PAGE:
The Eastern Company (NASDAQ:EML) trades with a trailing P/E of 35.2x, which is higher than the industry average of 23.8x. While this makes EML appear like a stock to avoid or sell if you own it, you might change your mind after I explain the assumptions behind the P/E ratio. Today, I will deconstruct the P/E ratio and highlight what you need to be careful of when using the P/E ratio. View our latest analysis for Eastern
What you need to know about the P/E ratio
P/E is often used for relative valuation since earnings power is a chief driver of investment value. By comparing a stock’s price per share to its earnings per share, we are able to see how much investors are paying for each dollar of the company’s earnings.
P/E Calculation for EML
Price-Earnings Ratio = Price per share ÷ Earnings per share
EML Price-Earnings Ratio = $28.4 ÷ $0.806 = 35.2x
On its own, the P/E ratio doesn’t tell you much; however, it becomes extremely useful when you compare it with other similar companies. We preferably want to compare the stock’s P/E ratio to the average of companies that have similar features to EML, such as capital structure and profitability. One way of gathering a peer group is to use firms in the same industry, which is what I’ll do. At 35.2x, EML’s P/E is higher than its industry peers (23.8x). This implies that investors are overvaluing each dollar of EML’s earnings. Therefore, according to this analysis, EML is an over-priced stock.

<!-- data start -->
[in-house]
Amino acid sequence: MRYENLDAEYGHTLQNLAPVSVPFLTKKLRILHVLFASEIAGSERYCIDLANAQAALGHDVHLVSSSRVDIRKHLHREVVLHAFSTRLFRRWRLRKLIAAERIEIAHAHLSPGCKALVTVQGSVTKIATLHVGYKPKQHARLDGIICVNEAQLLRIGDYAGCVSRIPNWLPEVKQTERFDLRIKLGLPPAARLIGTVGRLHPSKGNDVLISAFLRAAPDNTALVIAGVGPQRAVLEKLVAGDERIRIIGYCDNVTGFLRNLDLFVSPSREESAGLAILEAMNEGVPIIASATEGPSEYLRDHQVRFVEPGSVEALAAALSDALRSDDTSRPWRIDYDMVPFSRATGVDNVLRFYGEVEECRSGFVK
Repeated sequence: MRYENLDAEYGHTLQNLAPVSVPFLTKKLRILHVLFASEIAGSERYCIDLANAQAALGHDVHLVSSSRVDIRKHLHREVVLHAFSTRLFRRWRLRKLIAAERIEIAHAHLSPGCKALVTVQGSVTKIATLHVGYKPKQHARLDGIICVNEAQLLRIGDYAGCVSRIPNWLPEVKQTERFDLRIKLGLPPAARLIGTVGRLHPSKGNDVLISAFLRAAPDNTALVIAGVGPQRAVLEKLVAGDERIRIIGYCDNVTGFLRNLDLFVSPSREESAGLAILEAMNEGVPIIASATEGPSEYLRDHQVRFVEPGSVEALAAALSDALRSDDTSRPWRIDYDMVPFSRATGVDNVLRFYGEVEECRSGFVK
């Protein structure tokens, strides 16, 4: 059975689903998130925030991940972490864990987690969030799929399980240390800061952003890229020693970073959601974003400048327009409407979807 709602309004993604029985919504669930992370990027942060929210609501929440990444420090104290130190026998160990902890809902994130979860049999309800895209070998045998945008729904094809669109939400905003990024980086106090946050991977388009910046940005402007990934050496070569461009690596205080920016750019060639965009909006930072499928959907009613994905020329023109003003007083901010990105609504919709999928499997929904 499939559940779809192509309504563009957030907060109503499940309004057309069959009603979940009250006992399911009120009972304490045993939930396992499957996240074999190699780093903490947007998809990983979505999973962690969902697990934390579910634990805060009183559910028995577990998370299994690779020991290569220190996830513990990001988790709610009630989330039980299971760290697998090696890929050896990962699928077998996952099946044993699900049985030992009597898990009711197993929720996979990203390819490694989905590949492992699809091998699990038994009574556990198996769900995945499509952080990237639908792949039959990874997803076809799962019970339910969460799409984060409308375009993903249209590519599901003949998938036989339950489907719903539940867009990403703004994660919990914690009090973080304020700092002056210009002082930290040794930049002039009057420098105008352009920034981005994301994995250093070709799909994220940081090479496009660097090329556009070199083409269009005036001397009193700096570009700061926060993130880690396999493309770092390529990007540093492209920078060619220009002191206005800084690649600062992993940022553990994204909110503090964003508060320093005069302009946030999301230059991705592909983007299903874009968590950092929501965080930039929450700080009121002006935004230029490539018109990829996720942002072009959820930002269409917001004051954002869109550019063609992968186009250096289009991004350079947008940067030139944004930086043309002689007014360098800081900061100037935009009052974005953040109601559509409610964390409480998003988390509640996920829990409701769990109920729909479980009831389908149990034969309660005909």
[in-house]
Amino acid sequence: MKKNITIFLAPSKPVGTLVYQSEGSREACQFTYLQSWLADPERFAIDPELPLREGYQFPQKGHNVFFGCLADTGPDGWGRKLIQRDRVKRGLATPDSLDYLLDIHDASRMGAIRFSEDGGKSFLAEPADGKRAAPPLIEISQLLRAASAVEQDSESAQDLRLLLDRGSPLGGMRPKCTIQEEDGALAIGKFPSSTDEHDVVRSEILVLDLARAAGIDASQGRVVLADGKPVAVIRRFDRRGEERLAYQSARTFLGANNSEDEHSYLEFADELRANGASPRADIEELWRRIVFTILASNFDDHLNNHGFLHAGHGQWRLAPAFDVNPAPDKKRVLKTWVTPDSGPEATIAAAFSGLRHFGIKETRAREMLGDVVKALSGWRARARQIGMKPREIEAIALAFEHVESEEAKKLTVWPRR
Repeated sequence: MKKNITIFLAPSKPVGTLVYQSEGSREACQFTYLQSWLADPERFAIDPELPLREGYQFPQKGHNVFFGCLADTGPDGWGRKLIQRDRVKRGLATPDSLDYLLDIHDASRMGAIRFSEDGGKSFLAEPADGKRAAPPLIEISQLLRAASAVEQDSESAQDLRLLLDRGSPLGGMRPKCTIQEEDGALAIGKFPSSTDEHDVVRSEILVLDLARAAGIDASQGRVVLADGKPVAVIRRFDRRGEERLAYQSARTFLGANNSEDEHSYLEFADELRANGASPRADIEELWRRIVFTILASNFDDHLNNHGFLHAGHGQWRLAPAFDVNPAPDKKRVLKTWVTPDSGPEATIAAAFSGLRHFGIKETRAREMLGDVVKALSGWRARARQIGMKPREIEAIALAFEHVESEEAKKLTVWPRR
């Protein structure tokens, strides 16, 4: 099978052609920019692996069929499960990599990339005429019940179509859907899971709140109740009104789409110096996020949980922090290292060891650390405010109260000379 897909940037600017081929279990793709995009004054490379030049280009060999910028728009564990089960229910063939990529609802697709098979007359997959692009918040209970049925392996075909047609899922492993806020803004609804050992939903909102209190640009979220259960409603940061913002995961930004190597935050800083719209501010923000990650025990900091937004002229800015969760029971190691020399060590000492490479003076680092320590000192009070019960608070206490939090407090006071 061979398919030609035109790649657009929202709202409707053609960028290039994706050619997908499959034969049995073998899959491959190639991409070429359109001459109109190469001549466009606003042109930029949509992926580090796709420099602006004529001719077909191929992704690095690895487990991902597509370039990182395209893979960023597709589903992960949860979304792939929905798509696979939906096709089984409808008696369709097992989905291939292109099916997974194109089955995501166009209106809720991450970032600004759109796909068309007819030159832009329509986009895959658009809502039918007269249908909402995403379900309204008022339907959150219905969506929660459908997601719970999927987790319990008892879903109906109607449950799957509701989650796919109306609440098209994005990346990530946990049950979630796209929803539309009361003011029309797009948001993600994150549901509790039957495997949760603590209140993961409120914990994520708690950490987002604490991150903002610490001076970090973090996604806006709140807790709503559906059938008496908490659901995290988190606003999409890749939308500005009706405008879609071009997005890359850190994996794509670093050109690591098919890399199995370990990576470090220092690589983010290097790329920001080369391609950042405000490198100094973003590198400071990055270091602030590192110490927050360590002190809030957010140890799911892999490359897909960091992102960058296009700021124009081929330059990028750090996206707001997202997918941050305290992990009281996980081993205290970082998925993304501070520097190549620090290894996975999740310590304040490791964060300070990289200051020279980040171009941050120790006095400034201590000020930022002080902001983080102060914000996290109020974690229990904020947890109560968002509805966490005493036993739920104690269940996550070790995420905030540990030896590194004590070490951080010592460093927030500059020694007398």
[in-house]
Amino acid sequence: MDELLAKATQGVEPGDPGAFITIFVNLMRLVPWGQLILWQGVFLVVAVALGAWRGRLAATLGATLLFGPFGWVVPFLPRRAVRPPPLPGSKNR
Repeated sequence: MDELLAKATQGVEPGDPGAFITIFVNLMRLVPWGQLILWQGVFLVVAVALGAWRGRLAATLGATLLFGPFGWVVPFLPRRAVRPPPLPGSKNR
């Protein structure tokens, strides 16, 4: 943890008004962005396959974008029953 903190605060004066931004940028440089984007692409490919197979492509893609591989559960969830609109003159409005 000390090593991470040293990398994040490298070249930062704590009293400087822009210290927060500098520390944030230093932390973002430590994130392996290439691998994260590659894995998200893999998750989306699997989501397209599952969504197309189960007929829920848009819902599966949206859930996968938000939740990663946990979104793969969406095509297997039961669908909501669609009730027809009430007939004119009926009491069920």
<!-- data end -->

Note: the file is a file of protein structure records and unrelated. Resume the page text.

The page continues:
Assumptions to watch out for
However, before you rush out to sell your EML shares, it is important to note that this conclusion is based on two key assumptions. Firstly, our peer group contains companies that are similar to EML. If this isn’t the case, the difference in P/E could be due to other factors. For example, if you are comparing lower risk firms with EML, then its P/E would naturally be lower than its peers, as investors would value those with lower risk at a higher price. The second assumption that must hold true is that the stocks we are comparing EML to are fairly valued by the market. If this does not hold true, EML’s lower P/E ratio may be because firms in our peer group are overvalued by the market.
To help readers see pass the short term volatility of the financial market, we aim to bring you a long-term focused research analysis purely driven by fundamental data. Note that our analysis does not factor in the latest price sensitive company announcements.
The author is an independent contributor and at the time of publication had no position in the stocks mentioned.